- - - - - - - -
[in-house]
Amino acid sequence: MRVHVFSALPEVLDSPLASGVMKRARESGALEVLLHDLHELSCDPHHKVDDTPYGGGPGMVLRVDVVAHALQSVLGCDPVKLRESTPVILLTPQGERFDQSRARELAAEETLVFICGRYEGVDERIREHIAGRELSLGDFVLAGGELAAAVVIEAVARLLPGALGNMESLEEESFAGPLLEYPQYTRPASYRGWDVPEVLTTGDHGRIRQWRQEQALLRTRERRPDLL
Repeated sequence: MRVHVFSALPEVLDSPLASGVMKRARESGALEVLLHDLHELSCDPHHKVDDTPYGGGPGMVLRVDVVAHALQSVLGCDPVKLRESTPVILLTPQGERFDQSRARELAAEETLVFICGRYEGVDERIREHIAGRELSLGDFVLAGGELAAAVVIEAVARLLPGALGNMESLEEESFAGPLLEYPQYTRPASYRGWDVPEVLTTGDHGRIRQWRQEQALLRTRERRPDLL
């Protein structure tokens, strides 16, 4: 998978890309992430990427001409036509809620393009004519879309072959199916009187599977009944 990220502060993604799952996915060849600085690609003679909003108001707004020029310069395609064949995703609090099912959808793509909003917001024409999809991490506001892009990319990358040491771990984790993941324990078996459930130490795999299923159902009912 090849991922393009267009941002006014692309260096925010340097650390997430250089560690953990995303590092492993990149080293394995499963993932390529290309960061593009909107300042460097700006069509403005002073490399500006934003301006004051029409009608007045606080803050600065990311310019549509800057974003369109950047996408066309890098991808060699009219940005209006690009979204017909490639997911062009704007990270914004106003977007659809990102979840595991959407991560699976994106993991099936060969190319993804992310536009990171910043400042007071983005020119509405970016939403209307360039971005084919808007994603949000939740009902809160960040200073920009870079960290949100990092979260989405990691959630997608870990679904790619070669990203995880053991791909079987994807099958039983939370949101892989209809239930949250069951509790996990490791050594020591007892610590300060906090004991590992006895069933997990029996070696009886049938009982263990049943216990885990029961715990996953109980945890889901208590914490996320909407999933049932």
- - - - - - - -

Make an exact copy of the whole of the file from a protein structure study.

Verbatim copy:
[in-house]
Amino acid sequence: MRVHVFSALPEVLDSPLASGVMKRARESGALEVLLHDLHELSCDPHHKVDDTPYGGGPGMVLRVDVVAHALQSVLGCDPVKLRESTPVILLTPQGERFDQSRARELAAEETLVFICGRYEGVDERIREHIAGRELSLGDFVLAGGELAAAVVIEAVARLLPGALGNMESLEEESFAGPLLEYPQYTRPASYRGWDVPEVLTTGDHGRIRQWRQEQALLRTRERRPDLL
Repeated sequence: MRVHVFSALPEVLDSPLASGVMKRARESGALEVLLHDLHELSCDPHHKVDDTPYGGGPGMVLRVDVVAHALQSVLGCDPVKLRESTPVILLTPQGERFDQSRARELAAEETLVFICGRYEGVDERIREHIAGRELSLGDFVLAGGELAAAVVIEAVARLLPGALGNMESLEEESFAGPLLEYPQYTRPASYRGWDVPEVLTTGDHGRIRQWRQEQALLRTRERRPDLL
């Protein structure tokens, strides 16, 4: 998978890309992430990427001409036509809620393009004519879309072959199916009187599977009944 990220502060993604799952996915060849600085690609003679909003108001707004020029310069395609064949995703609090099912959808793509909003917001024409999809991490506001892009990319990358040491771990984790993941324990078996459930130490795999299923159902009912 090849991922393009267009941002006014692309260096925010340097650390997430250089560690953990995303590092492993990149080293394995499963993932390529290309960061593009909107300042460097700006069509403005002073490399500006934003301006004051029409009608007045606080803050600065990311310019549509800057974003369109950047996408066309890098991808060699009219940005209006690009979204017909490639997911062009704007990270914004106003977007659809990102979840595991959407991560699976994106993991099936060969190319993804992310536009990171910043400042007071983005020119509405970016939403209307360039971005084919808007994603949000939740009902809160960040200073920009870079960290949100990092979260989405990691959630997608870990679904790619070669990203995880053991791909079987994807099958039983939370949101892989209809239930949250069951509790996990490791050594020591007892610590300060906090004991590992006895069933997990029996070696009886049938009982263990049943216990885990029961715990996953109980945890889901208590914490996320909407999933049932």